Publishing Guidelines for Researchers

Choosing where to publish your work is hugely important regarding the dissemination of your research. You should target top journals relevent to your work that are likely to be read and cited by others working in your field. The following sections can give you some advice and direction on choosing where to publish, ensuring you get your details right and maximising the impact of your research: 

Selecting where to Publish

Once you have selected your targeted journal (check out Top Journals in Scopus), ensure you follow the publishing guidleines to ensure your paper has a consistent name and is properly affiliated and you receive the correct credit for your work. 

Getting your Name and Affiliation correct

Lastly once your paper is published, communication and dissemination is key to broaden the impact of your research - our guide gives practical steps to help you ensure your research is visible in your field and making a difference. 

Broaden your Research Impact



Top Journals in Scopus

Scopus features three citation indicators to measure a journal's impact; Citescore,  SNIP (Source Normalised Impact per Paper) and SJR (SCImago Journal Rank). These indicators use the citation data captured in the Scopus database to reveal different aspects of a journal's impact:  Read more on the Journal classification in Scopus. 

  • CiteScore is a new journal metric available at and via Scopus. The metric is calculated similarly to the Journal Impact Factor except it is over a three year period instead of two years and all document types are included
  • SNIP (source normalized impact per paper) also uses citation data from Scopus. This indicator measures the average citation impact of the publications of a journal. The SNIP corrects for differences in citation practices between scientific fields, which allows for more accurate between-field comparisons of citation impact.
  • SJR takes into account the prestige of the citing journal; citations are weighted to reflect whether they come from a journal with a high or low SJR  and is calculated over a 3 year period. The SJR normalises for differences in citation behavior between subject fields.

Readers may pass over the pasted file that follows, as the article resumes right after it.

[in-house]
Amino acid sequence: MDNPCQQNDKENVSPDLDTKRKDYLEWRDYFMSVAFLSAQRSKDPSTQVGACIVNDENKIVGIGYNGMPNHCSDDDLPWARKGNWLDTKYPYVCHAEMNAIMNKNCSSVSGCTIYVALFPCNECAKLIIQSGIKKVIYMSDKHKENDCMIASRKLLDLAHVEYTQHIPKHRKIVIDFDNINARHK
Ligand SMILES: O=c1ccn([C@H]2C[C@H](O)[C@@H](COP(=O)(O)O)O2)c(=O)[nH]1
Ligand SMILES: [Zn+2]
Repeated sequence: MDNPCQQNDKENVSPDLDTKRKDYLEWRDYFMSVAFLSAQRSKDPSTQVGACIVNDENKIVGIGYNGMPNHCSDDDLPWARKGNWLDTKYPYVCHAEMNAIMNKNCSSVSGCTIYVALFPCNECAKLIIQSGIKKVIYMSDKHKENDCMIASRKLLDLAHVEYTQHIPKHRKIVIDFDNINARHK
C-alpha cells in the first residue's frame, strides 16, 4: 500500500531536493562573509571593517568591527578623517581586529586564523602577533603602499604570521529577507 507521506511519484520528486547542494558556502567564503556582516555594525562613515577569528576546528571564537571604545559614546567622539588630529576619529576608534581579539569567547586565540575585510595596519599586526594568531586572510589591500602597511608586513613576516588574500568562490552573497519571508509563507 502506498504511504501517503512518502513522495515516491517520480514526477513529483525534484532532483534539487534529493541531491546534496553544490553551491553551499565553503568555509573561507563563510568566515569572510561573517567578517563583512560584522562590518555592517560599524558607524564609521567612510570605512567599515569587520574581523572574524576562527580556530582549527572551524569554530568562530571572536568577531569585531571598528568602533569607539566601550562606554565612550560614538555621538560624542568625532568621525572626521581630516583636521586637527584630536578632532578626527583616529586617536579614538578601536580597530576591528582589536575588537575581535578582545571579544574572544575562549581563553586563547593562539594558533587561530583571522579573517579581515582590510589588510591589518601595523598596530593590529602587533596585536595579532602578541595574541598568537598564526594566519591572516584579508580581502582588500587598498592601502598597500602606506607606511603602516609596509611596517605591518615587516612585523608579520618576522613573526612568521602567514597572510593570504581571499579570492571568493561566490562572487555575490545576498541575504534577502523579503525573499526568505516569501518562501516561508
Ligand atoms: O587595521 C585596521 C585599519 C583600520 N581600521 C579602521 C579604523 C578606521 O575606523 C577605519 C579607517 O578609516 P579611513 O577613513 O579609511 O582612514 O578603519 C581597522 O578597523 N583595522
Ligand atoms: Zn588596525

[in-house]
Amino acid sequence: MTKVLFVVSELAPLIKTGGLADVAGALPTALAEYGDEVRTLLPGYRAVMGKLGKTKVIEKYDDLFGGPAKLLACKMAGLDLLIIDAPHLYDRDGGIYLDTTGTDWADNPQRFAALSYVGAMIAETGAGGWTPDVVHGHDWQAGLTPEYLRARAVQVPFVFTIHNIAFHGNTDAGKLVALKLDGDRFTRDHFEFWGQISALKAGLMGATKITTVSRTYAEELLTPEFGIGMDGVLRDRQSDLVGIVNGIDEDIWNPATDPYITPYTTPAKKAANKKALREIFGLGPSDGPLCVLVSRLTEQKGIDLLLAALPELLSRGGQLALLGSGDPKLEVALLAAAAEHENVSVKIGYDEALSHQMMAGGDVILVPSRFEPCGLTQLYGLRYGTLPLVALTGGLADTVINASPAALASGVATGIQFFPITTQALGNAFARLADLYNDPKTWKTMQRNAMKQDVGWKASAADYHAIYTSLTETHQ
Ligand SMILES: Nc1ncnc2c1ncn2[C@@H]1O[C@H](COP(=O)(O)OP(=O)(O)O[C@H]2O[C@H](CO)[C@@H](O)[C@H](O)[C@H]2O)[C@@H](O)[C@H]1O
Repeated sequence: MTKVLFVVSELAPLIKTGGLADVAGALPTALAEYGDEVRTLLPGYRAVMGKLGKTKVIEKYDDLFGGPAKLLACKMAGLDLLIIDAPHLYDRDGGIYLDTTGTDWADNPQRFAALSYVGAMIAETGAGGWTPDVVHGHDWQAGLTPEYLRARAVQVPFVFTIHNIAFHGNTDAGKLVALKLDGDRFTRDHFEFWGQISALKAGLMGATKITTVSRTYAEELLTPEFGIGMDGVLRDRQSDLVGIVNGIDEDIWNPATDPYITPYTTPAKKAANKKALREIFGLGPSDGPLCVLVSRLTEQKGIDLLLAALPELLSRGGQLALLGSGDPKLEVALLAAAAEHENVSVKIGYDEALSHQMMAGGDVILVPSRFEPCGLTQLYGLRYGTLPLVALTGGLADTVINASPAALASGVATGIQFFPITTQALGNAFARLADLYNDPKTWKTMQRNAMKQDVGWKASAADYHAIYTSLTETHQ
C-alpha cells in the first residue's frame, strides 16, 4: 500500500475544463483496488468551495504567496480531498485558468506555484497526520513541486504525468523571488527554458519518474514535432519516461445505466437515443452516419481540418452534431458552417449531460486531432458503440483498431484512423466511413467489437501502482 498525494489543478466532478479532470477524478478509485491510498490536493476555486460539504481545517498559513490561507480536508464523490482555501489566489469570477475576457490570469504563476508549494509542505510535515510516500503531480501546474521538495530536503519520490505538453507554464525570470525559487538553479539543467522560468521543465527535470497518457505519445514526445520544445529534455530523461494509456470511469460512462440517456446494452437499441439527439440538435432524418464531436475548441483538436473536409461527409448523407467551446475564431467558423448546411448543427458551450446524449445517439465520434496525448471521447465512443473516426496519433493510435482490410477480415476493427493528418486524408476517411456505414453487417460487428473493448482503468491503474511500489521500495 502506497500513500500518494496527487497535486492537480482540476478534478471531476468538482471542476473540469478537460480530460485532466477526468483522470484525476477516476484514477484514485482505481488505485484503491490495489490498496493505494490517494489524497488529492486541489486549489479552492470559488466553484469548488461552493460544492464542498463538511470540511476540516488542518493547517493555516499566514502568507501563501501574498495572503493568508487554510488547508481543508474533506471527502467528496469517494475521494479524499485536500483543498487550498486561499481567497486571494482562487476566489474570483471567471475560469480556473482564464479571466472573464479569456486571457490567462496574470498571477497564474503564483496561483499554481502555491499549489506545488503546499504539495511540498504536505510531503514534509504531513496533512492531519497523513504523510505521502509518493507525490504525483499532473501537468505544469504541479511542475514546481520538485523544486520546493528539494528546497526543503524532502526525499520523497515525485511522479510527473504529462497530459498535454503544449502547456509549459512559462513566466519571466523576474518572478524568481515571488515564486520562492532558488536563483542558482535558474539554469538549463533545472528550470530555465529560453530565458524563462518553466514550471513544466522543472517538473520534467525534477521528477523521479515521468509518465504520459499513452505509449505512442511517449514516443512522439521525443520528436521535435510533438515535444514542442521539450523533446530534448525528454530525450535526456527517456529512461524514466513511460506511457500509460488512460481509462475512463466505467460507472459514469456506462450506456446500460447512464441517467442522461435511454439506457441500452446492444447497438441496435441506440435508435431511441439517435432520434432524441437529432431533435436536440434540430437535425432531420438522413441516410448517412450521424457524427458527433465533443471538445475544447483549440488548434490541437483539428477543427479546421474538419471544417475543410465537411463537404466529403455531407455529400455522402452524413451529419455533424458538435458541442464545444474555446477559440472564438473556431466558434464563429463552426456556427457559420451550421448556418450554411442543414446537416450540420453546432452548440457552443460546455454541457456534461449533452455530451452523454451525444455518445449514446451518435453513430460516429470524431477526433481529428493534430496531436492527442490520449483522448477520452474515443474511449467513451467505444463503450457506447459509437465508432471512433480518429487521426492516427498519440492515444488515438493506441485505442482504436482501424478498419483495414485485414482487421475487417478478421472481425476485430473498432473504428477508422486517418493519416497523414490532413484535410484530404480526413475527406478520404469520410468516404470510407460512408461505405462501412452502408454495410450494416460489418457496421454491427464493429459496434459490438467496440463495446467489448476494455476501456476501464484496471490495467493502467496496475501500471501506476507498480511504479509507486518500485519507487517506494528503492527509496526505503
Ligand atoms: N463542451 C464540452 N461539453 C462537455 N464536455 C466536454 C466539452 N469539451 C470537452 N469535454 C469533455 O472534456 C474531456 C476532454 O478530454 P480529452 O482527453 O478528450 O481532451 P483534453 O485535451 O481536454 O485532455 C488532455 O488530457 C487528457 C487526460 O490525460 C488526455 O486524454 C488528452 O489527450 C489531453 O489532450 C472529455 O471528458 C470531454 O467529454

See which Journals on Scopus have the Highest Impact: Journals in the top quarter percentile (i.e. 75% and above) generally garner more citations and hence have more impact. 

Scopus/Scival provide online tools to view and compare top journals in your discipline.

Scopus online Allows you to search for your discipline or a specific journal and compare Citation Scores and percentiles. 

Scopus Compare Journals online tool allows you to compare up to 10 journals in your subject area by CiteScore, SJR, SNIP, citations, documents, percent not cited and percent reviews.

Alternatively, you can view all the journals in your subject area from Scopus here. Ensure you have the subject area field displayed as shown in step 1 below, then enter the subject area and finally sort by decreasing order of SNIP. This will sort the journals from the highest SNIP. 

Scopus Sources

The full 2022 list of journals and the subject areas in which each journal is mapped to in Scopus can be downloaded here.  (The final sheet details the subject mapping to ASJC codes, which can be used to identify and filter your subject area in the main page - Scopus Sources May 2022 (all Subjects and ASJC codes detailed from column W onwards))


Content Selection on Scopus and Suggesting a Journal for Inclusion on Scopus

All content on Scopus is reviewed and selected by an independant Content Selection and Advisory Board (CSAB), an international group of scientists and researchers with journal edior expertise, who represent the major disciplines.  Any new journal or book must meet certain technical requirements and then pass a CSAB review.  Every year, approximately 3,500 new titles are suggested for inclusion in Scopus, but only 33% of those titles meet the technical criteria. And of those roughly 1,200 titles, only 50% are accepted after CSAB review.

Learn more about the Content selection process here, including a link to a form to be completed in order to suggest a new title for inclusion on Scopus.